A revealing look at how death and burial practices influence the living
Dust to Dust offers a three-hundred-year history of Jewish life in New York, literally from the ground up. Taking Jewish cemeteries as its subject matter, it follows the ways that Jewish New Yorkers have planned for death and burial from their earliest arrival in New Amsterdam to the twentieth century.
Allan Amanik charts a remarkable reciprocity among Jewish funerary provisions and the workings of family and communal life, tracing how financial and family concerns in death came to equal earlier priorities rooted in tradition and communal cohesion. At the same time, he shows how shifting emphases in death gave average Jewish families the ability to advocate for greater protections and entitlements such as widows’ benefits and funeral insurance. Amanik ultimately concludes that planning for life’s end helps to shape social systems in ways that often go unrecognized.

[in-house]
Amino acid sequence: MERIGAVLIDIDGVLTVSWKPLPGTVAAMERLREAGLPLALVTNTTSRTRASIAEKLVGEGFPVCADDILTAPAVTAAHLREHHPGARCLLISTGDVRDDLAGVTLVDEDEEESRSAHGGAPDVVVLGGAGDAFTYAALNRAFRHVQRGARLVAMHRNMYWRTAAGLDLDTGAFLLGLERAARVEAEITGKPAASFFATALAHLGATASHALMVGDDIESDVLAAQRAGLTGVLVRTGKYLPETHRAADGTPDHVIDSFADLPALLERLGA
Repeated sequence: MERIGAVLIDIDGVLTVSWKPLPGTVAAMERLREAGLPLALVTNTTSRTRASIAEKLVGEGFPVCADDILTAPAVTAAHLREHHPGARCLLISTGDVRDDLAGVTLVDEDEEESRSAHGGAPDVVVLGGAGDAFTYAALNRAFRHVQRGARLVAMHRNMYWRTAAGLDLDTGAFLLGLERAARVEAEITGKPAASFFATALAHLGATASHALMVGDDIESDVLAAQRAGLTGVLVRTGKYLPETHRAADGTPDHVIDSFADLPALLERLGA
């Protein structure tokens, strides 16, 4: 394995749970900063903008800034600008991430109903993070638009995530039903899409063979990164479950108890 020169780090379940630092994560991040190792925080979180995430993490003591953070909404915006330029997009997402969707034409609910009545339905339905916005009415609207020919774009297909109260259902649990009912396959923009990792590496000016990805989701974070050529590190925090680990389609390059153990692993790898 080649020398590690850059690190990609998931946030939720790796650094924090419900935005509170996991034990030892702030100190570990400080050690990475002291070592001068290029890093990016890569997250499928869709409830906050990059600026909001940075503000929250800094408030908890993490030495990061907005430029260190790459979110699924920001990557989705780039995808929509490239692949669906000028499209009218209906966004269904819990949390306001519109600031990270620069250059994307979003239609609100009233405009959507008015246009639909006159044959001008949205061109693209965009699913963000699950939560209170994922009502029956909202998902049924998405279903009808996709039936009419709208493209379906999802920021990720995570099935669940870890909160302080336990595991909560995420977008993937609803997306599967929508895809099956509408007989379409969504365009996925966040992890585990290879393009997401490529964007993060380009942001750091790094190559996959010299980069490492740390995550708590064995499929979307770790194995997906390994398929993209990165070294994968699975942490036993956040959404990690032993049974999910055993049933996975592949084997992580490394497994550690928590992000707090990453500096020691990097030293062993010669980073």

"Will be of interest to historians of Americans death-practices, and to students of American Jewish history. Yet it also should appeal to those who are themselves New Yorkers wishing to learn more of their citys past, and especially to the descendants of those many persons buried in the cemeteries described in the book." ~Lucy Bregman,Temple University
"Through meticulous research, Amanik has uncovered the intriguing story of how Jews in New York, over more than three centuries, have dealt with end of life concerns and dilemmas. Decidedly not a maudlin work on death and dying, this engaging book deepens our understanding of Jewish family life in Gotham and highlights tensions within the community over control of cemeteries the most basic Jewish institution. A notable contribution to the saga of the worlds largest Jewish community." ~Jeffrey S. Gurock,Author of Jews in Gotham: New York Jews and Their Changing City